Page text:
Dr. Chartier gave his opinion and defended it with vigour. I found him to be an excellent witness
whose testimony survived the heat of the most thorough challenge of cross-examination.
11. The Defendant’s Expert
Dr. Posen is by profession a folklorist. He earned a Ph.D. in folklore from the University of
Pennsylvania. He has studied singing traditions, has written dissertations and, by his credentials, appears to
be an accomplished performer of music. His terms of reference were that he was asked to examine the chor-
us of the plaintiff’s and defendant’s musical works and was asked to give an opinion as to whether Mr.
Rostad’s song was so similar to the chorus of Mr. Drynan’s that he would infer that Mr. Rostad could not
have composed his song without using the plaintiff’s song as a model. He was given two audio cassettes,
each containing versions of the songs which were the subject matter of this litigation.
He testified that he conducted a minute analysis of both song segments at a technical level – strictly as
pieces of music in terms of their melodic and rhythmic characteristics. By way of cross-reference, he stated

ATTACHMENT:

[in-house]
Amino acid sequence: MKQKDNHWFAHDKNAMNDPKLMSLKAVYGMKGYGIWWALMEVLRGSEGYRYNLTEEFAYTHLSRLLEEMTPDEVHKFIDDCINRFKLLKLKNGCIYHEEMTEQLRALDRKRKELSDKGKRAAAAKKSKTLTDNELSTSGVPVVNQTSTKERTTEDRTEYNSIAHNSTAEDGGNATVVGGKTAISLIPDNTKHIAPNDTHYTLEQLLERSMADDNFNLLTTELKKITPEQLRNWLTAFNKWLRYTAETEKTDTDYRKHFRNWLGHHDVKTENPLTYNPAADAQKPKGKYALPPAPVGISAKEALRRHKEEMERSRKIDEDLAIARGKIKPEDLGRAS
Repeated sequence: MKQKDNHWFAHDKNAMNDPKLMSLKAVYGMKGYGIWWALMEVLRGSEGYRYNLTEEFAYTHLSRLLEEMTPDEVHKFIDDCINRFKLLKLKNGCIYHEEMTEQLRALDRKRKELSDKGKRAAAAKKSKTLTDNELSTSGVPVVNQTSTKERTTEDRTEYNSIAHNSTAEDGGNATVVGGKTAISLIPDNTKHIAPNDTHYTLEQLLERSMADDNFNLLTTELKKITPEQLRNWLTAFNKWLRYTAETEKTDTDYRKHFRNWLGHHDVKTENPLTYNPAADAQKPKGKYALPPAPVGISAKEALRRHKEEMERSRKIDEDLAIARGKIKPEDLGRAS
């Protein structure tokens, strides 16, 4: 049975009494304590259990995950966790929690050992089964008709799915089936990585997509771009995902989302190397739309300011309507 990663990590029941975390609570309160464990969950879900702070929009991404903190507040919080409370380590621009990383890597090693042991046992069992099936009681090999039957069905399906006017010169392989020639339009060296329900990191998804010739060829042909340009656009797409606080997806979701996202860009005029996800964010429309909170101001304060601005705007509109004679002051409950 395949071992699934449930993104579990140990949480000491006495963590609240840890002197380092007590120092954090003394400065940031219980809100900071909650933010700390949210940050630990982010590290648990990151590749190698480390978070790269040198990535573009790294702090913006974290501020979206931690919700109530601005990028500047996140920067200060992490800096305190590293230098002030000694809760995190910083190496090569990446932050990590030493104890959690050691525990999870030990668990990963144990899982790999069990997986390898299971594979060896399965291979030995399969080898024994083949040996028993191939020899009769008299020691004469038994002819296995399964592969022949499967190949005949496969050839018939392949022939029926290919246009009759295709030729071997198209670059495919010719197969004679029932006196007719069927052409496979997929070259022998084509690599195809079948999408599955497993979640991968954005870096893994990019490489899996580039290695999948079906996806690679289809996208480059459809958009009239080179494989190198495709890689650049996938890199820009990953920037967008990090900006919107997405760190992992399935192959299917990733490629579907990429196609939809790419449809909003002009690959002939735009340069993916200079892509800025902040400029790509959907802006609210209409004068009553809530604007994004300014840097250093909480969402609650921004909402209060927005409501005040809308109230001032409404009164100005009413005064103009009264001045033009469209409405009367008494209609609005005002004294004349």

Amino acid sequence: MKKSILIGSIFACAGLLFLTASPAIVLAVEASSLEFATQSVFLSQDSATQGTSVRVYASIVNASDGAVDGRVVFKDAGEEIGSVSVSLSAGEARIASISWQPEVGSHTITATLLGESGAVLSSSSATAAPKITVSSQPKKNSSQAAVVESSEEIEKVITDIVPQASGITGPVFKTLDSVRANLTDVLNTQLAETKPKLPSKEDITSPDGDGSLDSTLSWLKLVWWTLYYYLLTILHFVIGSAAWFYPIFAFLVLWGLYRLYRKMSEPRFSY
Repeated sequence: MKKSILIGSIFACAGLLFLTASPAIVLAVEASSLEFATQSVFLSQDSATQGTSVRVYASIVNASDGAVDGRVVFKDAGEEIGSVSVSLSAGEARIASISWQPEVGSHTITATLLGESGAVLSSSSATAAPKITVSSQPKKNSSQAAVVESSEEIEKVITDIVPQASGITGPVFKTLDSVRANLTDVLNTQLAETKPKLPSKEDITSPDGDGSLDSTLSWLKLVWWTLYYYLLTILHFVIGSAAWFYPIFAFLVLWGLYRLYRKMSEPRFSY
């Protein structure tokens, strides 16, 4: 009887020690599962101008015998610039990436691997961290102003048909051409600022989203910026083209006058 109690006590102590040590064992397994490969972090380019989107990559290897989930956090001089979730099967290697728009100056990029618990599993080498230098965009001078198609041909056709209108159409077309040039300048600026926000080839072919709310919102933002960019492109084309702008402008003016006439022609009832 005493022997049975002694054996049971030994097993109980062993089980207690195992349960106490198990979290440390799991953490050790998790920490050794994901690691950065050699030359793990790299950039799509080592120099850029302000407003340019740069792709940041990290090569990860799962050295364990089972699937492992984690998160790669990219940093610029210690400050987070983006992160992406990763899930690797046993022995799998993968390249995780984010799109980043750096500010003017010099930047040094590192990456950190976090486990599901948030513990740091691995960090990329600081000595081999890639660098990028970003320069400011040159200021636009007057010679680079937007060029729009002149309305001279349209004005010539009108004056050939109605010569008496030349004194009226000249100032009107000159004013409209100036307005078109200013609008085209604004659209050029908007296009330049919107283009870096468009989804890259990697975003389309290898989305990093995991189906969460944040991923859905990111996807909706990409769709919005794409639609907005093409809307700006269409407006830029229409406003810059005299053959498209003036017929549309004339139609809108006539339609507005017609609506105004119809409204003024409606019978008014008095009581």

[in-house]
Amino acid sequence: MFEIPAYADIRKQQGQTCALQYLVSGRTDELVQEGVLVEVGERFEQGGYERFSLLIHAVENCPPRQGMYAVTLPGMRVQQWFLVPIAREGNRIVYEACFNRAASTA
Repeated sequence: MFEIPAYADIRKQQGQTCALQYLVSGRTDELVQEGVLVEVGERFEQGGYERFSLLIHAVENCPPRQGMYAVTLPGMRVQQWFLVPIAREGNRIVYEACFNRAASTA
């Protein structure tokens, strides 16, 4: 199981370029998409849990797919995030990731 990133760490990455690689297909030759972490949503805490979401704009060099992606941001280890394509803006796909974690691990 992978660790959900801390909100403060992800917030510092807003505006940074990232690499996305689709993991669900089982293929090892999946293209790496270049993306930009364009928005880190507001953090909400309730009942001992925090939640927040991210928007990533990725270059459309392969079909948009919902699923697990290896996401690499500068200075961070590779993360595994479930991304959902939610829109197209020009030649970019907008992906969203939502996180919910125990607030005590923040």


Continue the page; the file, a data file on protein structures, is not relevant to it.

that both songs were part and product of a song-making culture which he referred to as the country music in-
dustry. The results of his examination concluded that the defendant did not have to copy the plaintiff’s song
in order to write his own and that both composers could have, and likely did, compose their songs independ-
ently of each other.
Dr. Posen’s witness statement and report have been filed in evidence and, not surprisingly, most of his
conclusions were polar to those of Dr. Chartier. He did, in his technical analysis, set out the differences in
the parties’s musical works in addressing the components of lyrics, rhythm, key, harmony and melody. The